Month: June 2021

What is Awakening?

Shambhala Mountain Center is delighted to welcome Tina Rasmussen back to the Land this fall.  We invite you to get to know Tina a bit as she provides an overview of her upcoming September 2021 program, What is Awakening – Four Practices rooted in Tradition, Confirmed by Neuroscience. Tina Rasmussen, Ph.D., began meditating at age 13, and has practiced in the Theravada and Tibetan Buddhist traditions for 30+ years. In 2003, she completed a year-long solo retreat, and was later ordained as a Buddhist nun and authorized to teach by Ven. Pa Auk Sayadaw. Tina has been studied by Yale Neuroscience Lab, and is the co-author of Practicing the Jhanas, as well as several other books on human potential. Tina works with students worldwide. Tina will be leading What is Awakening – Four Practices rooted in Tradition, Confirmed by Neuroscience at Shambhala Mountain Center, September 2–7, 2021. An overview of how awakening is understood across wisdom traditions is provided, misconceptions are clarified, and participants tune into their own “flame for awakening.” The program includes individual and group interviews with the …

The Nature and Purpose of Śamatha

// by B. Alan Wallace Buddhist inquiry into the natural world proceeds from a radically different point of departure than western science, and its methods differ correspondingly. Early pioneers of the scientific revolution, including Copernicus, Kepler, and Galileo, expressed an initial interest in the nature of physical objects most far removed from human subjectivity: such issues as the relative motions of the sun and earth, the surface of the moon, and the revolutions of the planets. And a central principle of scientific naturalism is the pure objectification of the natural world, free of any contamination of subjectivity. This principle of objectivism demands that science deals with empirical facts testable by empirical methods entailing testability by third-person means; and such facts must, therefore, be public rather than private, which is to say, they must be accessible to more than one observer. Another aspect of this principle is that scientific knowledge — paradigmatically knowledge of astronomy and physics — must be epistemically objective, which is to say, observer-independent. A profound limitation of this ideal is that it …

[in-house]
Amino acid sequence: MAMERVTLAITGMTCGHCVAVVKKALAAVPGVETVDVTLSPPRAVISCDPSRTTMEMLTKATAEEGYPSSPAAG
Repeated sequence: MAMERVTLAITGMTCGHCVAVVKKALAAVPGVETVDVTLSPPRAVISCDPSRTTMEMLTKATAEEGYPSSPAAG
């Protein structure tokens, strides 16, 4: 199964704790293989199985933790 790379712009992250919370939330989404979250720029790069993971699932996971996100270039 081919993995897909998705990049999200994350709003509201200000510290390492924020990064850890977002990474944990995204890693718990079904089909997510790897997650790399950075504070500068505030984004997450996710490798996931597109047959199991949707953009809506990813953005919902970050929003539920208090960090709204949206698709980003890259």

Bardo of Becoming

// by Andrew Holecek If you are well trained, your first after-death experience will be the luminous bardo of dharmata. If you’re unfamiliar with the subtle states of mind revealed in this bardo, it will flash by in an instant, or be completely missed. Those who have practiced the meditations that facilitate recognition will reap the rewards, and attain liberation at the level of the dharmakaya or sambhogakaya. Without this preparation, most of us will wake up in the karmic bardo of becoming. For nearly everyone, the first experience after regaining consciousness is a sense of being in their own body. Even though the mind is without a body at this point, the habit (karma) of being embodied is so strong that it continues. You feel like your old self, and don’t know you are dead. Since this bardo is ruled by the winds of karma, the experiences are particularly fickle. These “winds” are not literal winds, of course, but a metaphor for how we are blown around by the power of karma. Because we …